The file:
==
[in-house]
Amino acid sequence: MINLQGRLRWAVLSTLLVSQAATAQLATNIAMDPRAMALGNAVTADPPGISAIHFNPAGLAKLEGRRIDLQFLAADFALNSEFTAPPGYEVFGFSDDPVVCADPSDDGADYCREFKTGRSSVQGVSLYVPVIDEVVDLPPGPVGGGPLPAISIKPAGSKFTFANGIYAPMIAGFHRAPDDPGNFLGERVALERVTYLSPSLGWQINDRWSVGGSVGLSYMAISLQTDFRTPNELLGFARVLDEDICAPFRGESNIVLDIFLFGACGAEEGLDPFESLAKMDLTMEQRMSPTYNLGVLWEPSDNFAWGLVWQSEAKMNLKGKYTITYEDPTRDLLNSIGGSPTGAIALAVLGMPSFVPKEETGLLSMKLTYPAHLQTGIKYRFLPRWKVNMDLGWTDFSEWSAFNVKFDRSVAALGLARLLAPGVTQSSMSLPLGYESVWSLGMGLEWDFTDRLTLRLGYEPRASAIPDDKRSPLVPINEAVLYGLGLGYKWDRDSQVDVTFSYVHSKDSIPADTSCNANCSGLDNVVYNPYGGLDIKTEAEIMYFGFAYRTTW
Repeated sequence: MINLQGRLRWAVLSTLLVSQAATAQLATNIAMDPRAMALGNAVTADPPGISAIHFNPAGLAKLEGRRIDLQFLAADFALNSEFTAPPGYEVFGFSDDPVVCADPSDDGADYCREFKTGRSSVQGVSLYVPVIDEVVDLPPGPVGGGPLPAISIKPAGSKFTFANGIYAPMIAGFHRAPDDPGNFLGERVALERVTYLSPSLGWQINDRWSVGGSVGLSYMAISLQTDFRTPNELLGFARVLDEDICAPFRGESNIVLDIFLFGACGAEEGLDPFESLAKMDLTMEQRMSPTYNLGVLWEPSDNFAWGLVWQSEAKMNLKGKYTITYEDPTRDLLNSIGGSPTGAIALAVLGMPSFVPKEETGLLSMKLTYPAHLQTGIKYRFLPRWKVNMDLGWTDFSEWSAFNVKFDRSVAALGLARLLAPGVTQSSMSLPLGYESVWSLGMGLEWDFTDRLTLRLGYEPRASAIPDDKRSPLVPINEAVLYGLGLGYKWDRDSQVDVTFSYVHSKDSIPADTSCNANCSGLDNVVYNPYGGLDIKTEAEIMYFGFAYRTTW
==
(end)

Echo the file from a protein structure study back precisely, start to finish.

[in-house]
Amino acid sequence: MINLQGRLRWAVLSTLLVSQAATAQLATNIAMDPRAMALGNAVTADPPGISAIHFNPAGLAKLEGRRIDLQFLAADFALNSEFTAPPGYEVFGFSDDPVVCADPSDDGADYCREFKTGRSSVQGVSLYVPVIDEVVDLPPGPVGGGPLPAISIKPAGSKFTFANGIYAPMIAGFHRAPDDPGNFLGERVALERVTYLSPSLGWQINDRWSVGGSVGLSYMAISLQTDFRTPNELLGFARVLDEDICAPFRGESNIVLDIFLFGACGAEEGLDPFESLAKMDLTMEQRMSPTYNLGVLWEPSDNFAWGLVWQSEAKMNLKGKYTITYEDPTRDLLNSIGGSPTGAIALAVLGMPSFVPKEETGLLSMKLTYPAHLQTGIKYRFLPRWKVNMDLGWTDFSEWSAFNVKFDRSVAALGLARLLAPGVTQSSMSLPLGYESVWSLGMGLEWDFTDRLTLRLGYEPRASAIPDDKRSPLVPINEAVLYGLGLGYKWDRDSQVDVTFSYVHSKDSIPADTSCNANCSGLDNVVYNPYGGLDIKTEAEIMYFGFAYRTTW
Repeated sequence: MINLQGRLRWAVLSTLLVSQAATAQLATNIAMDPRAMALGNAVTADPPGISAIHFNPAGLAKLEGRRIDLQFLAADFALNSEFTAPPGYEVFGFSDDPVVCADPSDDGADYCREFKTGRSSVQGVSLYVPVIDEVVDLPPGPVGGGPLPAISIKPAGSKFTFANGIYAPMIAGFHRAPDDPGNFLGERVALERVTYLSPSLGWQINDRWSVGGSVGLSYMAISLQTDFRTPNELLGFARVLDEDICAPFRGESNIVLDIFLFGACGAEEGLDPFESLAKMDLTMEQRMSPTYNLGVLWEPSDNFAWGLVWQSEAKMNLKGKYTITYEDPTRDLLNSIGGSPTGAIALAVLGMPSFVPKEETGLLSMKLTYPAHLQTGIKYRFLPRWKVNMDLGWTDFSEWSAFNVKFDRSVAALGLARLLAPGVTQSSMSLPLGYESVWSLGMGLEWDFTDRLTLRLGYEPRASAIPDDKRSPLVPINEAVLYGLGLGYKWDRDSQVDVTFSYVHSKDSIPADTSCNANCSGLDNVVYNPYGGLDIKTEAEIMYFGFAYRTTW